As impressive as Mark Buehrle was last night, it felt like the Tigers did a lot to beat themselves. A truly dominant pitching performance is one in which you feel like opposing batters don't have a chance. And that's what we saw from Justin Verlander tonight against the Indians. Two hits. 11 strikeouts. Just two walks. A complete game.
Can we officially retire all the questions of what's wrong with Verlander? Of whether or not he's really the Tigers' ace starting pitcher? Has the man had a better three-game stretch in his career? (Maybe he has. We'll look it up later, after our afterglow has dissipated.) His fastball was blazing tonight, consistently in the upper-90s (touching 99 m.p.h. several times), with a change-up and curveball (and an occasional slider?) mixed in that rendered Cleveland hitters helpless.
A pitcher looks even better when his defense plays well behind him, and Verlander got four gems tonight. But diving or leaping catches by Placido Polanco, Ryan Raburn, and Adam Everett are unfortunately going to be massively overshadowed by what we saw in the ninth inning.
It doesn't seem fair to distill tonight's game down to one moment, not when Verlander pitched as well as he did. But this might just represent the difference between this year's Tigers team and last year's disappointment. Verlander had thrown an absolute gem, and he was on the mound in the ninth inning to finish the game off. With one on and one out, the Tribe's best hitter was at the plate. And Grady Sizemore finally caught up to one of the four-seam fastballs scorched to the plate, a pitch Verlander may have gotten a bit careless with down the middle.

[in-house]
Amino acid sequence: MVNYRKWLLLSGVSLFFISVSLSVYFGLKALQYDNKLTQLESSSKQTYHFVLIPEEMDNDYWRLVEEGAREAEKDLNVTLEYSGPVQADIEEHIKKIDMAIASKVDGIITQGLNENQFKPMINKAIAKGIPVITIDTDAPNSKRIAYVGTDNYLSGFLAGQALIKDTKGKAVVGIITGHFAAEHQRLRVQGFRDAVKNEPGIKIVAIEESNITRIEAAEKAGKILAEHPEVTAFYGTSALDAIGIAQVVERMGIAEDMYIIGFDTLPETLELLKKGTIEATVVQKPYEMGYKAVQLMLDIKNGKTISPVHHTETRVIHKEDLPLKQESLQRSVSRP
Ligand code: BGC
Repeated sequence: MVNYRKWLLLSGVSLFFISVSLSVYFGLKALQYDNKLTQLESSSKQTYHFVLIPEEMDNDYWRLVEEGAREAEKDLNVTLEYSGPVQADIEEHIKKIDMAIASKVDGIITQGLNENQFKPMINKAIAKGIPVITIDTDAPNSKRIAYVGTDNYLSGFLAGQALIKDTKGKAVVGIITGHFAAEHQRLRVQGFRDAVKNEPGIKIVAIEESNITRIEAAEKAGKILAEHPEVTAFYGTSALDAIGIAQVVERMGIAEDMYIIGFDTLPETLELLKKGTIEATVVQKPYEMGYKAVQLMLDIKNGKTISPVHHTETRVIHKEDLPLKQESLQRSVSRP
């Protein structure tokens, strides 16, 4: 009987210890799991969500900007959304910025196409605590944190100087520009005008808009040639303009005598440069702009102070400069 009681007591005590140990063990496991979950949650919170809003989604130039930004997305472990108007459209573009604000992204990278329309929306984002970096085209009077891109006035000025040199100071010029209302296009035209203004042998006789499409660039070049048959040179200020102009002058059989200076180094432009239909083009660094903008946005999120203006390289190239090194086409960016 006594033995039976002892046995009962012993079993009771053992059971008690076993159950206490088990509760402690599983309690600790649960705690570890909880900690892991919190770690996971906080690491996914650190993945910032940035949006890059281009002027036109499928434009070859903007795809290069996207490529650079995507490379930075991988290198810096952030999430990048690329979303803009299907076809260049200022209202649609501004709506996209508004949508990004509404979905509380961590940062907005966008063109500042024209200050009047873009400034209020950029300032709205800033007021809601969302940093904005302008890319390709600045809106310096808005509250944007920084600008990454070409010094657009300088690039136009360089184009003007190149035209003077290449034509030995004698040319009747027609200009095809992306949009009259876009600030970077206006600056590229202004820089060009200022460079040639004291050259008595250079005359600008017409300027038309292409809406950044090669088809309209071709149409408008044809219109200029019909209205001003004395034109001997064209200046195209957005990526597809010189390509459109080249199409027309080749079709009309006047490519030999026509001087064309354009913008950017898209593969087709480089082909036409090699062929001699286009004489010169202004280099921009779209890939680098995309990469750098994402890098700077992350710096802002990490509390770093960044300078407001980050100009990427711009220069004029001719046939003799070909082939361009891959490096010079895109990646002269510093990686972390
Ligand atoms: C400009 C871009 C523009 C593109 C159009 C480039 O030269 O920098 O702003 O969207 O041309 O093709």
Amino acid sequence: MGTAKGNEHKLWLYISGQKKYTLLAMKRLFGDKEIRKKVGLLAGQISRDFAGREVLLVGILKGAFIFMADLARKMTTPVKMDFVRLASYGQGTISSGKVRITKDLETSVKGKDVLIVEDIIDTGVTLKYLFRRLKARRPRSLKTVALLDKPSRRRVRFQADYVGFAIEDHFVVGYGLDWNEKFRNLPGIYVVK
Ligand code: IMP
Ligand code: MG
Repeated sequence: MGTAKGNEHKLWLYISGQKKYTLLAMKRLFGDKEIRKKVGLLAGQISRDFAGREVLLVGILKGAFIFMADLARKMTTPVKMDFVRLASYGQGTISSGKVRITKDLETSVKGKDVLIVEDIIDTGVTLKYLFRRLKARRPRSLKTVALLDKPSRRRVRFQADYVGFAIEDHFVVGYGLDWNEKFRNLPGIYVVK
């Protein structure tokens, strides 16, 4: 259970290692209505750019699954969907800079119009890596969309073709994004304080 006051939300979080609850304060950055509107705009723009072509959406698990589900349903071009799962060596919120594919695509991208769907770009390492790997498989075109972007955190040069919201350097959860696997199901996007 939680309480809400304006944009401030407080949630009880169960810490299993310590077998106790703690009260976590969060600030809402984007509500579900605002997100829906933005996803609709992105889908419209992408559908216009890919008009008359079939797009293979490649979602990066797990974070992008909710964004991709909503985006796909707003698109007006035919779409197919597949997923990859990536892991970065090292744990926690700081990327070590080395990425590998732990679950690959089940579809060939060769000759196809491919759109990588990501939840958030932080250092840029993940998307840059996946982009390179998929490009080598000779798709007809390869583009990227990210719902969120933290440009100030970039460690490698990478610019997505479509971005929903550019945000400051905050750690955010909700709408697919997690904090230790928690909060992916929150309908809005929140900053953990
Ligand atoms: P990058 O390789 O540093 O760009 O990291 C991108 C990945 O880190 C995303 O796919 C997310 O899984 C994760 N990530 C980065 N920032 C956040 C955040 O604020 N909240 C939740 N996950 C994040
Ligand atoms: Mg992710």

Sizemore blasted the pitch deep to dead centerfield. And that feeling of despair that occurred far too often in your stomach last season was getting ready to plunge in your stomach. This wasn't really going to happen, was it? A walk-off homer? Another stellar pitching performance ruined at the end? Again?
But Curtis Granderson kept backing up, getting closer to the wall. But while we were getting ready to crash to the floor in anguish, Grandy was zeroing in on the ball. If we could see through his eyes, it surely looked like Iron Man's point of view, with crosshairs locking in on the baseball, and the outcome flashing on the sidebar. "CATCHABLE. CATCHABLE."
Granderson leaped into the air, planted his left foot into the fence's padding to brace himself, reached his glove out over the wall, and made the catch. The kind of catch that so rarely gets made. Oh, we've seen that kind of effort before. But how many times is that glove pulled back into the field of play with the baseball actually trapped in it? Yet there it was, that little flash of white in the mitt of black leather. And Grandy wasn't standing on the warning track with hands on hips, lamenting the play almost made. He was firing the ball back to the infield, trying to double off Josh Barfield.
Verlander raised both arms, jumping up and down. So were Tigers fans everywhere. Game saved! Masterpiece preserved! Three pitches later, surely fueled by adrenaline, Verlander mowed down Asdrubal Cabrera to give the Tigers one of the sweetest wins of the young season.
Comment of the Night:
UPDATE: Seriously, if you didn't see that catch, click here and treat yourself to a reason to love baseball. (And chuckle at the reaction from the Indians' broadcasters.) I want this clip shown to me on my deathbed, so I can remember at least one fine moment from this life before I pass on into the next one.